Jan Tveranger, Alvar Braathen, Nestor Cardozo, Magne Espedal, Niclas Fredman,
Center for Intergrated Petroleum Research (CIPR), University of Bergen, Bergen, Norway
Present methods for including faults in reservoir simulation models largely disregard the fact that fault impact in reservoirs is commonly not limited to a single, clear-cut fault plane but affects a volume of host rock, thereby creating a complex 3D architecture significantly influencing fluid flow. By failing to incorporate the presence of often extensive fault damage zones and fault core architectures into the reservoir model: -actual 3D flow inside and through fault zones is not captured -in-place volumes are overestimated -fault sealing (including capillary seals) is highly simplified -communication along faults can not be forecast -model uncertainty cannot be properly evaluated as fault features critical for reservoir behaviour are not included in the model -hazardous areas for drilling can not be reliably predicted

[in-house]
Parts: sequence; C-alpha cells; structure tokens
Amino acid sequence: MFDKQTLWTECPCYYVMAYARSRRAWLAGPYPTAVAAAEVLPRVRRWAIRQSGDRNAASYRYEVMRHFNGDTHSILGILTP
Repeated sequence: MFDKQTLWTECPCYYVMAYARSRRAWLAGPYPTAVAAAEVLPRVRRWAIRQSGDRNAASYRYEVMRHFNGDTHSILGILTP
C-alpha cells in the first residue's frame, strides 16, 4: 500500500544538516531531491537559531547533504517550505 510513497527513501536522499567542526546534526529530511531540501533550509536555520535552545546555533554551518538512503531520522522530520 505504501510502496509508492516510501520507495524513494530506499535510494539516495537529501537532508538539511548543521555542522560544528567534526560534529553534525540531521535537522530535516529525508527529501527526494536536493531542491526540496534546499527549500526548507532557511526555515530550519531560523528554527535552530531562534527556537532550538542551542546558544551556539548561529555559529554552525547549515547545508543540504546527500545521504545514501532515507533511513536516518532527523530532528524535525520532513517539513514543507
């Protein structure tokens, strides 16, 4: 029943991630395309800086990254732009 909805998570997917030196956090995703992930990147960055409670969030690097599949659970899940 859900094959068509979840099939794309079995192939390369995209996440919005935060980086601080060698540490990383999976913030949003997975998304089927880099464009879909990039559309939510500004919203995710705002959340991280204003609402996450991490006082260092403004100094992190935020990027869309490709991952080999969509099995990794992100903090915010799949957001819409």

The Fault Facies project has developed a practical methodology that allows volumetric gridding of fault zones on reservoir scale models and populating the resulting fault envelopes with realistic fault architectural elements and petrophysical properties. Models are built using a standard reservoir modelling tool (Irap RMS) employing a customised gridding algorithm in HAVANA. Architecture and petrophysical properties of the fault zones are modelled by adapting facies model tools developed for object based modelling of sedimentary facies and employing volumetric strain as a conditioning parameter for the resulting fault zone architecture and petrophysical properties. The new method is fully integrated with existing modelling workflows and offers a practical solution to evaluation of fault impact on reservoir fluid flow in realistic detail.
AAPG Search and Discovery Article #90072 © 2007 AAPG and AAPG European Region Conference, Athens, Greece